Definite savings in materials and labor requirements through the use of preassembled wood-roof trusses make truss framing an effective means of cost reduction in small dwelling construction. In a 26 by 32 feet dwelling, the use of trusses can result in a cost saving of approximately $70 as compared to conventional rafter and joist construction. In addition to cost savings, roof trusses offer other advantages of increased flexibility for interior planning and added speed and efficiency insite erection procedures.

Our research shows that clear-span trussed rafter construction alone can result in lumber savings of 27 percent as compared with conventional roof and ceiling framing on a one-story 26 by 3:2 feet interior dimension house.

In addition, as Davis S. Miller, president of the Producers' Council, points out, even greater savings are possible in the interior installations after the roof is on. Commenting upon the University of Illinois Small Homes Council research report of the construction of three industry-engineered homes using 16-foot span trusses spaced 2 feet on centers, Mr. Miller says:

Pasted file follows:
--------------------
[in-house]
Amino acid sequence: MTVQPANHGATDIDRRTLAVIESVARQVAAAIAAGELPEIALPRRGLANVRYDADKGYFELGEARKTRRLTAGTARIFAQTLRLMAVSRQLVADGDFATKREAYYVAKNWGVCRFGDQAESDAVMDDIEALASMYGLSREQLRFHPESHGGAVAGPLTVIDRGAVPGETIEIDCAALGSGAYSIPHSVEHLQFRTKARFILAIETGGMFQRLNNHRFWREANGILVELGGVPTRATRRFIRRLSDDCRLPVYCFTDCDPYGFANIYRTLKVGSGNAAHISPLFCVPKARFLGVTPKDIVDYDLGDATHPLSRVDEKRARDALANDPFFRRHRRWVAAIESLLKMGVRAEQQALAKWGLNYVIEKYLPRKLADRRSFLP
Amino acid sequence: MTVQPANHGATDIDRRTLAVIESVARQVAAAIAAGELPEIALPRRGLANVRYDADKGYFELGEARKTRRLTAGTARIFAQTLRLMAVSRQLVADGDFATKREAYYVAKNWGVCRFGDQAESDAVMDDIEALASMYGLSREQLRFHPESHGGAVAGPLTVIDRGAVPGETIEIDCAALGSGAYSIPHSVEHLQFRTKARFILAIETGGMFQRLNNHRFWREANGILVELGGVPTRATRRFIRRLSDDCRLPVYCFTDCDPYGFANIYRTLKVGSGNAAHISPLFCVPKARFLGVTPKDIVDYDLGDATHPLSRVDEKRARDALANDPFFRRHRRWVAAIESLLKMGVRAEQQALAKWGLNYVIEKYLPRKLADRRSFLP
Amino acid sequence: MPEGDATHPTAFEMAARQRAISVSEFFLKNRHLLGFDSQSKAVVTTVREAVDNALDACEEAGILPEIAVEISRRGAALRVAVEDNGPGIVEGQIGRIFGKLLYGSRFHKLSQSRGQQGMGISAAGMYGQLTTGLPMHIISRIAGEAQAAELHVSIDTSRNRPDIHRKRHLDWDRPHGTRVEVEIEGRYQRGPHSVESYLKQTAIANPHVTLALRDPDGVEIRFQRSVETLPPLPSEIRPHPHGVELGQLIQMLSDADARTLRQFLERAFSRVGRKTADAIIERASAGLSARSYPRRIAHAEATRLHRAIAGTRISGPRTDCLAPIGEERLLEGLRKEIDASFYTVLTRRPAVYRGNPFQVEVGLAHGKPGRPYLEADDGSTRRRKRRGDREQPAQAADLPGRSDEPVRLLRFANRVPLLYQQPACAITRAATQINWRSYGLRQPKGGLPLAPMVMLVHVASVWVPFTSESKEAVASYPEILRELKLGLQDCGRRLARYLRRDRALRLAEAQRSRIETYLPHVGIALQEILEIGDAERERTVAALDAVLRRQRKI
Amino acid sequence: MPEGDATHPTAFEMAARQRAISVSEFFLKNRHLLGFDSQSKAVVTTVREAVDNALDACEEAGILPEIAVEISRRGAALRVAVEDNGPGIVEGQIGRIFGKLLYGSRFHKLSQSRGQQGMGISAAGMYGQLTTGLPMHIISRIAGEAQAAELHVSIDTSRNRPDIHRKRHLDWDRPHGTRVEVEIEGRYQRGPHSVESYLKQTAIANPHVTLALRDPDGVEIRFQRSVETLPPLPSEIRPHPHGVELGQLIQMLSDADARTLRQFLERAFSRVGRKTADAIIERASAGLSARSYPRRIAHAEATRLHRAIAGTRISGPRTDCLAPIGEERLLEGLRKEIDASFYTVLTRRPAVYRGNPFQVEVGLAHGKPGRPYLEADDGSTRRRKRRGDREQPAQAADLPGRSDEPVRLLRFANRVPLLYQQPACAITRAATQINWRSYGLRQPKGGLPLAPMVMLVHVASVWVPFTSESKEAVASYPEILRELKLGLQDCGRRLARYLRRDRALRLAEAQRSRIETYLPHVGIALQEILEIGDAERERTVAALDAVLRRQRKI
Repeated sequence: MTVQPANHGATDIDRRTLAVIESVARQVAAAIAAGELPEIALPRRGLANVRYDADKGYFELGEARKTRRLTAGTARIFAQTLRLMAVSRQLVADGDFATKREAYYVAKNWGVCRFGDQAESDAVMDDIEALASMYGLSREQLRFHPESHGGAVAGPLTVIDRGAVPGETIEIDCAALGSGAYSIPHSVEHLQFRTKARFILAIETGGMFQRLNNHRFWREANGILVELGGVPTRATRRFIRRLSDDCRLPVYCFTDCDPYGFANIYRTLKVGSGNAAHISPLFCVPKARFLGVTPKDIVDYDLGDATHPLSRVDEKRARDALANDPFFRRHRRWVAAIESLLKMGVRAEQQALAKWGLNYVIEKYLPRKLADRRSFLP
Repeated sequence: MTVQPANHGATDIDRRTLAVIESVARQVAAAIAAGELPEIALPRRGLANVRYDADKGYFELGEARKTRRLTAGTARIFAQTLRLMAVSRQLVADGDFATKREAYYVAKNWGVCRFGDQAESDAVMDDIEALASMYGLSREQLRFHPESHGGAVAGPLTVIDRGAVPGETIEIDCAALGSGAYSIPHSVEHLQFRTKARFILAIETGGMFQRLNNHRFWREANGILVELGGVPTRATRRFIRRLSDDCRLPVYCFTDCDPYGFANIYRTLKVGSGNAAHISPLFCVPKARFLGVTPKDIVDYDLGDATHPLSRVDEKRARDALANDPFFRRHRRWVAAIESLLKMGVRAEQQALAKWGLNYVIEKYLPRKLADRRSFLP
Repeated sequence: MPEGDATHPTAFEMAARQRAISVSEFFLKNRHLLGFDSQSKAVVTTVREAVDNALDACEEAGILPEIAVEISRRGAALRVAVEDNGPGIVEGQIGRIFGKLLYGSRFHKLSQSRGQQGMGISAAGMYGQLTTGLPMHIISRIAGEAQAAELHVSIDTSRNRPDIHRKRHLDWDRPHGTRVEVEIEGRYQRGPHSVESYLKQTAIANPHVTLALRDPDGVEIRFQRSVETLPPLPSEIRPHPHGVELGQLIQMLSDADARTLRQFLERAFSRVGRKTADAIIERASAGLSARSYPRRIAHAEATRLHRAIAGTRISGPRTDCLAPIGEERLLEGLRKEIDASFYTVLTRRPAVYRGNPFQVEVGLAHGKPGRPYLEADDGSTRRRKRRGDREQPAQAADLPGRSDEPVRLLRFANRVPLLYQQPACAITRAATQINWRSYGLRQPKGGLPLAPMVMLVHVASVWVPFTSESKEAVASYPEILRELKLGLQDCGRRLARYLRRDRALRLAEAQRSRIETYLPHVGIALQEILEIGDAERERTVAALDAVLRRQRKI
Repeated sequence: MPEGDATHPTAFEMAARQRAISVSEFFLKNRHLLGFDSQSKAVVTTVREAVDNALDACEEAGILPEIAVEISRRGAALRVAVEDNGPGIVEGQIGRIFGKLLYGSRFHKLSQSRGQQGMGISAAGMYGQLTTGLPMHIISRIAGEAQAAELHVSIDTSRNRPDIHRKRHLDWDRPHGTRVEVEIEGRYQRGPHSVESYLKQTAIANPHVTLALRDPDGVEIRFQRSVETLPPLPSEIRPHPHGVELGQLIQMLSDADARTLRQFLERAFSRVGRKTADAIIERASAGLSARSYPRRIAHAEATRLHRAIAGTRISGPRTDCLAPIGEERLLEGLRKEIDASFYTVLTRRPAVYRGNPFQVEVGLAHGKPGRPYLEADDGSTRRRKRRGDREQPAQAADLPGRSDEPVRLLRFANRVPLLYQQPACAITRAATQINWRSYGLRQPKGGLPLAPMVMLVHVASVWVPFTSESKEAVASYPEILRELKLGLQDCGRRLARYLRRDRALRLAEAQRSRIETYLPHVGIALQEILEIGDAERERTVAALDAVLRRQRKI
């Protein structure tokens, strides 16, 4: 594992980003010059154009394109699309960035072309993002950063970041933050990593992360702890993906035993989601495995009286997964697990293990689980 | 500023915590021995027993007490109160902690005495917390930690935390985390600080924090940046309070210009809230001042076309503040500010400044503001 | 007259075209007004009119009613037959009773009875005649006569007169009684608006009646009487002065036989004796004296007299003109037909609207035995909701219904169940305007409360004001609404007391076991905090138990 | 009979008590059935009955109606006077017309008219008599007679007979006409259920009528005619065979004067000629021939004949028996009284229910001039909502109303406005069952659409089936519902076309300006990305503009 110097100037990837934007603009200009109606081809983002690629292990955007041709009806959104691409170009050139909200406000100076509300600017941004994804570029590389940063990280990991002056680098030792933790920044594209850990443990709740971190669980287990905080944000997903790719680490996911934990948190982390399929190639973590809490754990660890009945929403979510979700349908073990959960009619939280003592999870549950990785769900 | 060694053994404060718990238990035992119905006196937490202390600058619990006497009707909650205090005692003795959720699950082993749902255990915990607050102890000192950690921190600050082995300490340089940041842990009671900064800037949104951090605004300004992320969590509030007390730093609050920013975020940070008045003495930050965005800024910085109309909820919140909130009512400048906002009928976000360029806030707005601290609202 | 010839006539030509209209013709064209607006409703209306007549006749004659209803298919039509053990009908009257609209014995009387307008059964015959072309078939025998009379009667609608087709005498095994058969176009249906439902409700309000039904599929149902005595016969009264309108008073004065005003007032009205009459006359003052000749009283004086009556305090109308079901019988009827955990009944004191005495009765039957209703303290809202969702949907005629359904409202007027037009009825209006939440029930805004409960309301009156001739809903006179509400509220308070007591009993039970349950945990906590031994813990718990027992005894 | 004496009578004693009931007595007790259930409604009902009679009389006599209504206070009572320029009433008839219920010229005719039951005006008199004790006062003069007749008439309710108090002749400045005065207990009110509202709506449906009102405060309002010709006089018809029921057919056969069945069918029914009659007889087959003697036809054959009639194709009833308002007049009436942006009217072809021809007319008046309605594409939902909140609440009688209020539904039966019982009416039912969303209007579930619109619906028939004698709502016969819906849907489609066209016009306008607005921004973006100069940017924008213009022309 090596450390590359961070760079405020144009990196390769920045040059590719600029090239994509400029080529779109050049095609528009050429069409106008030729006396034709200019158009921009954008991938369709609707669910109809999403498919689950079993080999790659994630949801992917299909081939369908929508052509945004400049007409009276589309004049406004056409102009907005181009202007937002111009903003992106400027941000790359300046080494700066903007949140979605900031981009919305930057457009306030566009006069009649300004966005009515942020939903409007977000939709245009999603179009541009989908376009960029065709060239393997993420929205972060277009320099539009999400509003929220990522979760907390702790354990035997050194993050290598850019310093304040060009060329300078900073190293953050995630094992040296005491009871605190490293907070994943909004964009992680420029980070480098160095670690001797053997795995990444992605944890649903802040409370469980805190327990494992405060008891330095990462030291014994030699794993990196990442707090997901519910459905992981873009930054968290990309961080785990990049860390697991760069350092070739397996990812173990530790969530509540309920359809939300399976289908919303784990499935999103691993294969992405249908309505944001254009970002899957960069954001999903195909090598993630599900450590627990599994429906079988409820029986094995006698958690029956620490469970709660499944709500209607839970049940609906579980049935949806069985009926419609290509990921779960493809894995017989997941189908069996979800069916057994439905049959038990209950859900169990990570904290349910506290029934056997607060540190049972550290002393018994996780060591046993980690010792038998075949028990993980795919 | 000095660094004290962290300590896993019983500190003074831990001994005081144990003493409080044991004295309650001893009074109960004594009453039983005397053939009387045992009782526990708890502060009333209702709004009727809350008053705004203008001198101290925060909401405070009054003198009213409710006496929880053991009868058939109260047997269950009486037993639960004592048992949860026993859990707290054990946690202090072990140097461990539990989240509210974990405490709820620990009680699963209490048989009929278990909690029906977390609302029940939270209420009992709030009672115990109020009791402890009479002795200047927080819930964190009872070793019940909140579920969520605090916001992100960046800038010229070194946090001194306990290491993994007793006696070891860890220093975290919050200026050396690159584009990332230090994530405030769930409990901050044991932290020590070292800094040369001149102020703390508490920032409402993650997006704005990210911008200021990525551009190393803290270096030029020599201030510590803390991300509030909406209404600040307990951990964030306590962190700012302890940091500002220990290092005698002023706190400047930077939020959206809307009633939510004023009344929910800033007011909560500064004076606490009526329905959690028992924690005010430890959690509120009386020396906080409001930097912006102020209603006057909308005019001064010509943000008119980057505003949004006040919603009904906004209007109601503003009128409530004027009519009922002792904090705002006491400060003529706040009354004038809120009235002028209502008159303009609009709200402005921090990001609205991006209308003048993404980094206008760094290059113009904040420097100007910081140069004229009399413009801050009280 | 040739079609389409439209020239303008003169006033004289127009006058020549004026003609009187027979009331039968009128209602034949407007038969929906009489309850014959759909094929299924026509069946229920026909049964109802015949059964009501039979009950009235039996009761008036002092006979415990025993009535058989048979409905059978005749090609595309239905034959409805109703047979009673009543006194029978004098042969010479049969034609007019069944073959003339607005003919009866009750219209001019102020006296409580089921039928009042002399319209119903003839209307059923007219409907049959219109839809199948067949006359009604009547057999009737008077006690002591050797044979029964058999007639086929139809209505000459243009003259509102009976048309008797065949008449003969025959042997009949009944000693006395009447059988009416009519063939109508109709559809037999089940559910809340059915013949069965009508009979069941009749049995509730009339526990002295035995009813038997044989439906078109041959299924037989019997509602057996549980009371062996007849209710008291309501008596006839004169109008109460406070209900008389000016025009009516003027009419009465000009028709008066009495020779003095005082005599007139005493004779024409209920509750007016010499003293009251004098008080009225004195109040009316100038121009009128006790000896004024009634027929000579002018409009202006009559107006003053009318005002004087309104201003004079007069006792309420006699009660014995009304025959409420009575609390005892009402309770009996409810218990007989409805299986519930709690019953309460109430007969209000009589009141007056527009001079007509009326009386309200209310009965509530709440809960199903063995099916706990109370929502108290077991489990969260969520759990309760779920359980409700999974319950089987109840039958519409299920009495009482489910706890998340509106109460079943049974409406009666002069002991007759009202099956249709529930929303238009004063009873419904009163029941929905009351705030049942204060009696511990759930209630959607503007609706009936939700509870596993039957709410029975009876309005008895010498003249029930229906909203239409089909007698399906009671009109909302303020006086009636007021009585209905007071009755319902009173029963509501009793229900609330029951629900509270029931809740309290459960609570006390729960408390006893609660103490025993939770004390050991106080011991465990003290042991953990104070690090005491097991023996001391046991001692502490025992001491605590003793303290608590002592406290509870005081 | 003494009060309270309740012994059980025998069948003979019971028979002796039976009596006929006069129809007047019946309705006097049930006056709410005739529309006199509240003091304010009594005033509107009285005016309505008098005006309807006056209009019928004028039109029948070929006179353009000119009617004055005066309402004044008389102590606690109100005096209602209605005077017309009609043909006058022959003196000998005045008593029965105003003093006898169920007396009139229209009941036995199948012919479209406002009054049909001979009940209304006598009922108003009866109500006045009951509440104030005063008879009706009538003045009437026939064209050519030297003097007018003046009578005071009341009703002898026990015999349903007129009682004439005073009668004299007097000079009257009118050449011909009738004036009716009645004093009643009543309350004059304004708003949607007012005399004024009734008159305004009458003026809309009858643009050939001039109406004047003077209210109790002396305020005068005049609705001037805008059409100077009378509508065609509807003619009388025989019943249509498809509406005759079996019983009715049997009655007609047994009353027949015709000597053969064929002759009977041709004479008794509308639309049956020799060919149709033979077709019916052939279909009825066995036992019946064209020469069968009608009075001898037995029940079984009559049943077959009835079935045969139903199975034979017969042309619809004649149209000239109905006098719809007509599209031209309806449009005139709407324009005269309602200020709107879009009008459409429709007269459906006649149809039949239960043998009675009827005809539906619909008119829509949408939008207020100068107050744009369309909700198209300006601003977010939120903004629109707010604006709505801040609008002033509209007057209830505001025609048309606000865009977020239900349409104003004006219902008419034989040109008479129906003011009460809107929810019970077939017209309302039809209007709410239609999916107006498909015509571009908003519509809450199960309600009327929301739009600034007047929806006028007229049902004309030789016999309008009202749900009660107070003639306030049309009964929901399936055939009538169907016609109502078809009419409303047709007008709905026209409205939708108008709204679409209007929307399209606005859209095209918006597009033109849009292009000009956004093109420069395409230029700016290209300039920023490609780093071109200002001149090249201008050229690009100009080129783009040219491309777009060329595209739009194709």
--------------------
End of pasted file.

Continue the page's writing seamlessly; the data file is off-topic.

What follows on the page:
It was found that many important savings came from the use of the roof truss, which left one large open room in which to work. In addition to savings in the installation of floor, ceiling, and wall surface materials, the following advantages were found: The entire job was under roof in a minimum of time; the open interior space was made available to plumbing, heating and electrical contractors in a minimum of time after the job was started; the exterior work can be done by the carpenters while the mechanical trades are working on the inside; there is complete freedom for the plumber in particular because he can make his layout in the simplest possible fashion and not be required to dodge around and through studs with inflexible pipe and fittings; chimney construction was easier.

Time savings are worth more than so many dollars per job. They mean more structures per year—more families and enterprises under new roofs. The time consumed in installing plumbing may be cut as much as 50 percent under clear-span trussed rafters.

Wallboard installation requires 30 percent fewer man-hours, and finish flooring 20 percent less time when installed before partitions are erected. Clear-span trussed rafters are time savers.

Fewer units to handle in the air mean better supervision, greater construction efficiency. Clear-span trussed rafters permit more trades